Local banks resume business with no sign of Y2K snafus
JAKARTA (JP): The country's banking industry began the first business day of 2000 with none of the feared computer glitches from the much-hyped Y2K bug.
The public went about its daily business with banks operating as normal on Monday after Bank Indonesia (BI) declared the banking sector had safely passed the rollover on Jan. 1
Ronald Waas, a member of the central bank's Y2K team, said BI had so far received no reports from banks of Y2K-related problems.
"Should nothing happen by tomorrow, we plan to close our Y2K post," Ronald said, adding that the post would continue to help banks deal with any millennium-bug problems until Jan. 17.
Interbank clearing activities at the central bank did fall sharply on Monday as many banks remained hesitant to conduct large transactions.
The head of BI's clearing section in Jakarta, Bramudija Hadinoto, said the value of the clearing plunged to Rp 3.6 trillion (US$514 million) from the usual Rp 21 trillion.
"On normal days we receive some 3,900 to 4,000 clearing forms instead of the 1,687 (we received) today," Bramudija said.
Aside from the drop in activity, the BI clearing section experienced no irregularities which might have been linked to the millennium bug, he said.
Separately, BI Deputy Governor Aulia Pohan said on Saturday that in the two weeks prior to January, the public had withdrawn some Rp 10.1 trillion from banks, or about twice as much compared to the same period last year.
He said the increase was less the result of fears of the Y2K bug than anticipation of the upcoming Christmas and Idul Fitri holidays.
The central bank increased its liquidity reserves by five times to Rp 95 trillion in December, anticipating a rush on banks brought on by Y2K-caused failures in the banking sector.
The Y2K problem, or the millennium bug, arose because older computer systems recorded dates using only the last two digits of the year. Such systems could have read "2000" as "1900", generating errors or system crashes when the date rolled over to Jan. 1, 2000.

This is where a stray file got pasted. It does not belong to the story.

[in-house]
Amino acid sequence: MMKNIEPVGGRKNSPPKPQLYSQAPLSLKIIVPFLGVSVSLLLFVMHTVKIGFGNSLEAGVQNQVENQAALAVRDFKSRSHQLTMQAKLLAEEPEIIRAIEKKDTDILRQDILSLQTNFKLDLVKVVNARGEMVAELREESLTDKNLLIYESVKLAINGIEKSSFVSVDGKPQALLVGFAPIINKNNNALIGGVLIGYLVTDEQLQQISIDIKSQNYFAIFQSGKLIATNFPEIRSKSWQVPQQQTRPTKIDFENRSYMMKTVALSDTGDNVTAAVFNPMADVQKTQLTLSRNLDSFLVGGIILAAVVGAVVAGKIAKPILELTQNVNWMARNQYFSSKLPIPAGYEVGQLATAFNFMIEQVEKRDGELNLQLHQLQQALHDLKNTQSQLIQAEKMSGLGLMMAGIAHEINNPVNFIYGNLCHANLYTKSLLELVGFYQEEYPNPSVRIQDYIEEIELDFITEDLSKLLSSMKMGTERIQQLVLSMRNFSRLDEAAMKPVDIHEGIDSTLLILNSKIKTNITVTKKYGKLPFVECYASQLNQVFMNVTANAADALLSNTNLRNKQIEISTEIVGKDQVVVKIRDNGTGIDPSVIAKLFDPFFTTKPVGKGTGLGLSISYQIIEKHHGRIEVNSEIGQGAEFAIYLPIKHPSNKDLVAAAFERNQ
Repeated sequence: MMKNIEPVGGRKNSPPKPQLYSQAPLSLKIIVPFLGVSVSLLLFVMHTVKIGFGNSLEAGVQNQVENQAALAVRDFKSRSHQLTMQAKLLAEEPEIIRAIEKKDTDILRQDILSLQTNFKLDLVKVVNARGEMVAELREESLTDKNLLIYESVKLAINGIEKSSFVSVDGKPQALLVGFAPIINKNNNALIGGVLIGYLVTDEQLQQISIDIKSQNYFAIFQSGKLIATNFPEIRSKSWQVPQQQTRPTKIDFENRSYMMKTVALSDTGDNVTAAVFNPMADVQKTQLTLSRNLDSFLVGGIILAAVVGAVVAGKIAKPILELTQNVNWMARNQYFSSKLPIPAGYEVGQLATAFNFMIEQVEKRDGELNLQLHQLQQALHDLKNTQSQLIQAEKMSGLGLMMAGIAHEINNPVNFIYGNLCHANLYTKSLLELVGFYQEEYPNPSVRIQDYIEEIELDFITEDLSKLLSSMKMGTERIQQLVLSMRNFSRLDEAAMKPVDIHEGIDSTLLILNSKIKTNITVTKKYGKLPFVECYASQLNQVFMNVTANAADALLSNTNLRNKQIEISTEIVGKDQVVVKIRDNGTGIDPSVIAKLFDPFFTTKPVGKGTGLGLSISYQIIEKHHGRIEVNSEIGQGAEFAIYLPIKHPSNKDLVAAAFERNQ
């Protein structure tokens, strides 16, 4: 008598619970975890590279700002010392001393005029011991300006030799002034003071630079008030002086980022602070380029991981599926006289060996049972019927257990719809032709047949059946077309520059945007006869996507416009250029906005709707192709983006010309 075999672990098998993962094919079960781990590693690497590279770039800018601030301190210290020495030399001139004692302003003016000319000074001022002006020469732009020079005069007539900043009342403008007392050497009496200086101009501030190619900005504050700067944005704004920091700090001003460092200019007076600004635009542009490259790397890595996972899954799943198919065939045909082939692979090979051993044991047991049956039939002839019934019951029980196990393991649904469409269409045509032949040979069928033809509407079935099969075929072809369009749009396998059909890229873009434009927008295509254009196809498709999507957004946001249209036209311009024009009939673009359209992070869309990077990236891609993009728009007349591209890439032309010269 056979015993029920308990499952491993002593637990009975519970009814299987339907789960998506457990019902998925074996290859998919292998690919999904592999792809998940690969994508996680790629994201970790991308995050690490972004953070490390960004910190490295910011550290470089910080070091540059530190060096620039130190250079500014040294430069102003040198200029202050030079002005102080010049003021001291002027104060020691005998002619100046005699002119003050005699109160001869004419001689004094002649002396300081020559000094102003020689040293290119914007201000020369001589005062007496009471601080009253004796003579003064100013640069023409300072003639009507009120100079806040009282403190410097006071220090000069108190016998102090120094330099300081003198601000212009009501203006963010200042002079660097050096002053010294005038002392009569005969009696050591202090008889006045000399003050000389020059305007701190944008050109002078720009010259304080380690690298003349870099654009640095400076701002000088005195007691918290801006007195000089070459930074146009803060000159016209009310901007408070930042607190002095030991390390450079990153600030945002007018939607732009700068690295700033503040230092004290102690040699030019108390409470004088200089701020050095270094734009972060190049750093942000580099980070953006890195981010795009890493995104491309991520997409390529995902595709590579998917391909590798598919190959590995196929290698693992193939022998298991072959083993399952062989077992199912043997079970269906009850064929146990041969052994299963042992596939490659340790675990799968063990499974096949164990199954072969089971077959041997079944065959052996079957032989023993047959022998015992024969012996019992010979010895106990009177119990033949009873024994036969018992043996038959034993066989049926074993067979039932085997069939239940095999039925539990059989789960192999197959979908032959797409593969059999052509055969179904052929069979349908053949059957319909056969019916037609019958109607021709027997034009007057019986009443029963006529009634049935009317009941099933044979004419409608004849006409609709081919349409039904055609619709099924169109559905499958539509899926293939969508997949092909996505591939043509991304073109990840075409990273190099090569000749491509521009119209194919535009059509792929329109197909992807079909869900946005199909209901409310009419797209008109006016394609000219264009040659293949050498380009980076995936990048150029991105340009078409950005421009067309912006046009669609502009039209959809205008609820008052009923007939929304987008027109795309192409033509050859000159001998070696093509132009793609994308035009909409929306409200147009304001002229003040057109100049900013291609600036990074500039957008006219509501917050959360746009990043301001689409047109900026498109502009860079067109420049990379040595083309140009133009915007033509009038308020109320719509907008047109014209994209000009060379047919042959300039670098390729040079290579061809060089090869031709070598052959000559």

The world spent billions of dollars updating computer systems and on consulting services, and many were taken aback that even countries deemed only moderately prepared for the bug, including Indonesia and Russia, have reported no problems.
Local private and state banks disclosed that on the first business day of 2000, banking activities were free of Y2K-related irregularities.
State Bank Negara Indonesia (BNI), which has some eight million customers, said there had been no reports of any Y2K problems at its 645 branches and 740 automatic teller machines across (ATMs) Indonesia.
BNI corporate secretary Sudirman said the bank had begun preparing for the bug in 1997 and had spent some Rp 35 billion making BNI Y2K compliant.
"Thanks god everything turned out well," a visibly relieved Sudirman said.
Bank Niaga, another local bank, went so far as to allow its ATMs to be tested on live TV shortly after midnight on Jan. 1. The bank passed with flying colors, to the collective joy of the bank's senior management.
Bank Niaga reported on Monday that as expected, all branch offices resumed operation with no Y2K computer glitches.
The spokesman for Bank Niaga's Y2K command post, Wahyu Eko Wardono, said: "Everything just went smoothly today."
He said the bank's 117 ATMs and 76 branch offices, 40 of which are located in Jakarta, were fully operational.
Bank Bali, which came under heavy pressure for a loan scandal last year, also reported its infrastructure was fully intact.
Bank Bali Y2K project manager Dharma Setiawan said he had received no reports of irregularities and concluded that business on Monday proceeded normally.
A statement from Bank Danamon Indonesia announced business as usual on Monday, but added that its Y2K posts would remain on standby 24 hours a day until Jan. 3.
The 69 branch offices and ATMs of Bank Universal proceeded with business on Monday with no reports of Y2K-related problems.
Bank Universal spokesman Herda Tradsmadji reported no irregularities in the bank's operation. He added that the bank planned to keep its Y2K posts open until Jan. 17 at the latest.
There was no comment from Indonesia's largest private bank, Bank Central Asia. (03)